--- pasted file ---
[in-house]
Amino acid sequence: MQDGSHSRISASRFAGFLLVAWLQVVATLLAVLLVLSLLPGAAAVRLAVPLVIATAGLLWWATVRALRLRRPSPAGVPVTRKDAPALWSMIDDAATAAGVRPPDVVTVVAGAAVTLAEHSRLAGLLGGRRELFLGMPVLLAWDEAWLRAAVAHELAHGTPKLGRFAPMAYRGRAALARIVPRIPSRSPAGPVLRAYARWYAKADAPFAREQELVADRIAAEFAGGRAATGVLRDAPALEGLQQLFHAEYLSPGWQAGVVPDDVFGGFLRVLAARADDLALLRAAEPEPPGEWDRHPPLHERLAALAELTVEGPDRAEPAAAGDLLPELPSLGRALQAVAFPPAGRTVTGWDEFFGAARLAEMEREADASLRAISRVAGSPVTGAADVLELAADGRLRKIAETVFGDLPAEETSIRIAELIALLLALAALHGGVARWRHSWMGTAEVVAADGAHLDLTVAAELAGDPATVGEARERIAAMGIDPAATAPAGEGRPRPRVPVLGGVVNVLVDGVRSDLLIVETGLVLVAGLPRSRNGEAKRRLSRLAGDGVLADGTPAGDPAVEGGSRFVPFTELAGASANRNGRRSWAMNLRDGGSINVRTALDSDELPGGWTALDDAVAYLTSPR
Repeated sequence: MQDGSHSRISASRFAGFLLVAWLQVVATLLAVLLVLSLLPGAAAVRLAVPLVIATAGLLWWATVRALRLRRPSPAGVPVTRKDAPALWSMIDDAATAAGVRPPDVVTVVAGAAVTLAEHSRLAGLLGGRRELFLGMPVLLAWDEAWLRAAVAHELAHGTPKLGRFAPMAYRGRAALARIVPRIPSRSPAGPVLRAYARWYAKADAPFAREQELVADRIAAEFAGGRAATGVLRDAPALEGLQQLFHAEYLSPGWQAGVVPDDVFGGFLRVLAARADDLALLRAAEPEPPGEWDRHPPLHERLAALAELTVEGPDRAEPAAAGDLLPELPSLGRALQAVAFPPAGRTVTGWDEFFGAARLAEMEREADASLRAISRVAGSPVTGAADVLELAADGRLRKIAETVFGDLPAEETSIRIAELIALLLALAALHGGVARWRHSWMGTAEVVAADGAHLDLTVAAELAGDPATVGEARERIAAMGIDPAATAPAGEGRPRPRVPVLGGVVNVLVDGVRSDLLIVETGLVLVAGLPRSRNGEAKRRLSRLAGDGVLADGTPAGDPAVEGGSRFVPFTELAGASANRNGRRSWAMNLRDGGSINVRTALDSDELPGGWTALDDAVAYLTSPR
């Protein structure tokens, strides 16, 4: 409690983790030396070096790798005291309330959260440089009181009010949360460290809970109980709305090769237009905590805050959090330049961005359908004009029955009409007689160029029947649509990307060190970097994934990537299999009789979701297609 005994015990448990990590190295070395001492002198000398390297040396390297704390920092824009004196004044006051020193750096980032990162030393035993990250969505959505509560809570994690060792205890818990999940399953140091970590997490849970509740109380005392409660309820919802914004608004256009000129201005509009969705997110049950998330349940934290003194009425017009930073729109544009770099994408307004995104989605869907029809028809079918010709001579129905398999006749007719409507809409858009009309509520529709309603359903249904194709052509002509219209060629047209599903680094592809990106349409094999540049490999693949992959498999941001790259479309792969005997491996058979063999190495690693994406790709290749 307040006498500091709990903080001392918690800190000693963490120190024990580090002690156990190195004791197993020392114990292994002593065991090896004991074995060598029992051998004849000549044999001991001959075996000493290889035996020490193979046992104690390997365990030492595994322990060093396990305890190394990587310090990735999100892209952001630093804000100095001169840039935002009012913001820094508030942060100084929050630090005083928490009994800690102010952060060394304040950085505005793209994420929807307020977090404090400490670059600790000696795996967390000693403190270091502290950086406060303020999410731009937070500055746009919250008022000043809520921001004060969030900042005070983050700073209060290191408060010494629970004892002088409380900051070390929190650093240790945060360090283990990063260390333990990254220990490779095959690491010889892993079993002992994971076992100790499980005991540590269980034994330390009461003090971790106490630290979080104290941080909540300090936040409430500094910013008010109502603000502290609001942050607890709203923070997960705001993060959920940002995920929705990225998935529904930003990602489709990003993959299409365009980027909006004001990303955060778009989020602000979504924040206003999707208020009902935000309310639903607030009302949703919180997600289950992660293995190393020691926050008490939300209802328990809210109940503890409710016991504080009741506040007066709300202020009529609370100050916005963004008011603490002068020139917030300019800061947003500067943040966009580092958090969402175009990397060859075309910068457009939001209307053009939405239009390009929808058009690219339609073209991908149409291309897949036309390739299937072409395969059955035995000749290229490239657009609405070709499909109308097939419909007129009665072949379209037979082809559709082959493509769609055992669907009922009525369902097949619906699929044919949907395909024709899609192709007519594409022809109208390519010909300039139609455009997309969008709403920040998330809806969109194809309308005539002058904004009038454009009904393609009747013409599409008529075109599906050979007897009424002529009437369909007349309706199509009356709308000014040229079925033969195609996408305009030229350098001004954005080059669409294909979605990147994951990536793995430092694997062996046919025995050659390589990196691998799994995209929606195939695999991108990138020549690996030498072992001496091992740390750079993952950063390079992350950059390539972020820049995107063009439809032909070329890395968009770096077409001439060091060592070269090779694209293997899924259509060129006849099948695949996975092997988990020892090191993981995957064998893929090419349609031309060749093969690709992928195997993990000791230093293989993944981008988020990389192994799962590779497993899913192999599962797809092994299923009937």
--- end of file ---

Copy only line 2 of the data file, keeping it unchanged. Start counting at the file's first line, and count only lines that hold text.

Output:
Amino acid sequence: MQDGSHSRISASRFAGFLLVAWLQVVATLLAVLLVLSLLPGAAAVRLAVPLVIATAGLLWWATVRALRLRRPSPAGVPVTRKDAPALWSMIDDAATAAGVRPPDVVTVVAGAAVTLAEHSRLAGLLGGRRELFLGMPVLLAWDEAWLRAAVAHELAHGTPKLGRFAPMAYRGRAALARIVPRIPSRSPAGPVLRAYARWYAKADAPFAREQELVADRIAAEFAGGRAATGVLRDAPALEGLQQLFHAEYLSPGWQAGVVPDDVFGGFLRVLAARADDLALLRAAEPEPPGEWDRHPPLHERLAALAELTVEGPDRAEPAAAGDLLPELPSLGRALQAVAFPPAGRTVTGWDEFFGAARLAEMEREADASLRAISRVAGSPVTGAADVLELAADGRLRKIAETVFGDLPAEETSIRIAELIALLLALAALHGGVARWRHSWMGTAEVVAADGAHLDLTVAAELAGDPATVGEARERIAAMGIDPAATAPAGEGRPRPRVPVLGGVVNVLVDGVRSDLLIVETGLVLVAGLPRSRNGEAKRRLSRLAGDGVLADGTPAGDPAVEGGSRFVPFTELAGASANRNGRRSWAMNLRDGGSINVRTALDSDELPGGWTALDDAVAYLTSPR